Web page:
By Elysia McColley
One of the most important beliefs of the entire Christian faith is that Jesus is the Son of God. This belief is so central to Christian ethics, theology, and apologetics that all points of doctrine can disintegrate without it. When confronted with the idea that maybe Jesus was not the Son of God, Christians can become defensive and shut down any dialogue with the person that disagrees.
The issue at stake here isn’t that we want to defend our faith; 1 Peter 3:15 says, “Always be prepared to give an answer to everyone who asks you to give the reason for the hope that you have.” Rather, the issue is that we don’t usually give much consideration to what we mean by saying Jesus is the Son of God. The idea is so central to Christianity that we don’t often take the time to break it down and understand it.
One of the most contentious theological issues between Christians and Muslims is that of Jesus being the Son of God. Understanding what the Bible means in this doctrine and being able to communicate the idea can close the gap between Christians and Muslims immensely. There will still be points of disagreement, but their intensity can be drastically reduced by engaging in a conversation about this matter.
The Son of God and the Last Adam
“Son of God” is not a unique term. Historically, many religions have used the term to refer to emperors, kings, pharaohs, even angels; the New Testament describes followers of Jesus as sons and daughters of God! What sets Jesus apart is that in John 3:16, He describes Himself as God’s only begotten Son.
In the Nicene Creed (325AD), theologians accepted that the term “only begotten Son” means that Jesus is of the same essence as the Father, a concept called “homoousios.” Homoousios settled some pretty serious fourth-century theological debates, but twenty-first century culture might require an understanding that is more nuanced, so as to address issues that the early church fathers could not have foreseen.
In John 3, Jesus was speaking with Nicodemus, an expert in the law, about being born again. Nicodemus asked how he could re-enter his mother’s womb, and Jesus responded by saying that he must be born of the spirit. This context is where He claims to be God’s only begotten Son – born of the Spirit of God, the only person who can claim that unique position from birth rather than through re-birth.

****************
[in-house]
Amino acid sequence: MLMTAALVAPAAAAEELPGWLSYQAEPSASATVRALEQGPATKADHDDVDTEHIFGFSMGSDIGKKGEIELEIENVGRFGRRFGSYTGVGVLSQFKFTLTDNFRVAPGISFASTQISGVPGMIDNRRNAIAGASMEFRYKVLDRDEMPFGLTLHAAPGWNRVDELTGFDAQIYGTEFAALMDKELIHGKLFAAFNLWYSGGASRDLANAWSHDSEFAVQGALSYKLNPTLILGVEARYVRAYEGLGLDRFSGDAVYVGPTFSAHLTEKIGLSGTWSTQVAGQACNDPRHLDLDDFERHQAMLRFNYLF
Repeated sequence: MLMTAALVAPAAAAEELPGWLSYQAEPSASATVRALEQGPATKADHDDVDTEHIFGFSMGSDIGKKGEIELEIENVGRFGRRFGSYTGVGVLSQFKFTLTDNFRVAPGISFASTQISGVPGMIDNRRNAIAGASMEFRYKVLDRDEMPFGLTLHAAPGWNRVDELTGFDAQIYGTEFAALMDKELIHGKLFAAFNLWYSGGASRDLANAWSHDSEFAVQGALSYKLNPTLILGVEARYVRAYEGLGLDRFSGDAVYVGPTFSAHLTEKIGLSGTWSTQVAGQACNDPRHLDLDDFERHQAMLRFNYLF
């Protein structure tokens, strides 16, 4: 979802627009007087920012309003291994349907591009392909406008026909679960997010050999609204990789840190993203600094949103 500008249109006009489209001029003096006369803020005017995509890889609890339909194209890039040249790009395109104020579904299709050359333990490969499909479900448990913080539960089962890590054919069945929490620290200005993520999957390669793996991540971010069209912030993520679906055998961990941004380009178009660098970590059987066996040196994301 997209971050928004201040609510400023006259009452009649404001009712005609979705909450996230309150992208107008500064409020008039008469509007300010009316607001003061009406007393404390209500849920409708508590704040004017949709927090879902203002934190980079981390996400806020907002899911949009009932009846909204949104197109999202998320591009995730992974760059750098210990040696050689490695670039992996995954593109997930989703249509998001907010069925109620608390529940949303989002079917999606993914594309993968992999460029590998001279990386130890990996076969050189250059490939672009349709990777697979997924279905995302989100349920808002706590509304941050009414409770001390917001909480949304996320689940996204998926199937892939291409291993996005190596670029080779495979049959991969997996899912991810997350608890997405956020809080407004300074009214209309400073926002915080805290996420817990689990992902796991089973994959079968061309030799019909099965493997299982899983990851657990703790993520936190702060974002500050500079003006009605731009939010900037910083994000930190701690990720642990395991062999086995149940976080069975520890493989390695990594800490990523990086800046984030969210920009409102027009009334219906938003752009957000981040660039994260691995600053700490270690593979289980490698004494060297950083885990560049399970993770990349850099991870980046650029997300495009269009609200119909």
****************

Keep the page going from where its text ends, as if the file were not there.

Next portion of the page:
Paul sheds some additional light on this issue in 1 Corinthians 15:45, where he refers to Jesus as the “Last Adam.” Jesus and Adam have several things in common; for one, neither of them had an earthly father. The Spirit of God breathed life into Adam, and the Spirit of God caused a virgin to become pregnant with Jesus. But Adam sinned and fell, whereas Jesus did not. Adam’s descendants must be born again, and for that reason, Jesus came as the Last Adam.
Romans 5:12 says, “Therefore, just as sin entered the world through one man, and death through sin, and in this way death came to all people, because all sinned.” Jesus did not need to be reborn because, being conceived and born of the Spirit, He was God’s only begotten Son. As children of Adam, who are heirs to sin and death, we do need to be reborn. When we are reborn through the Spirit, as Jesus said in John 3:5-7, our spiritual lineage moves from the sinful line of Adam to the perfect line of Jesus.
Referring to Jesus as the Son of God does mean that He is of the same essence as the Father, as the Nicene fathers suggested; He was born of the Spirit rather than of a sexual union. Calling Him the Son of God also means that He succeeded where Adam failed, and we can become sons and daughters of God by being reborn into His lineage.
If someone ever challenges you with the idea that Jesus could not have been the Son of God, instead of trying to defend Jesus (Jesus does not need anyone to defend Him), try to engage the other person in a conversation. Talk about Adam’s sin and Jesus’ perfection, about being born of the Spirit and finding new life. You might be surprised at how deep and productive the conversation can become.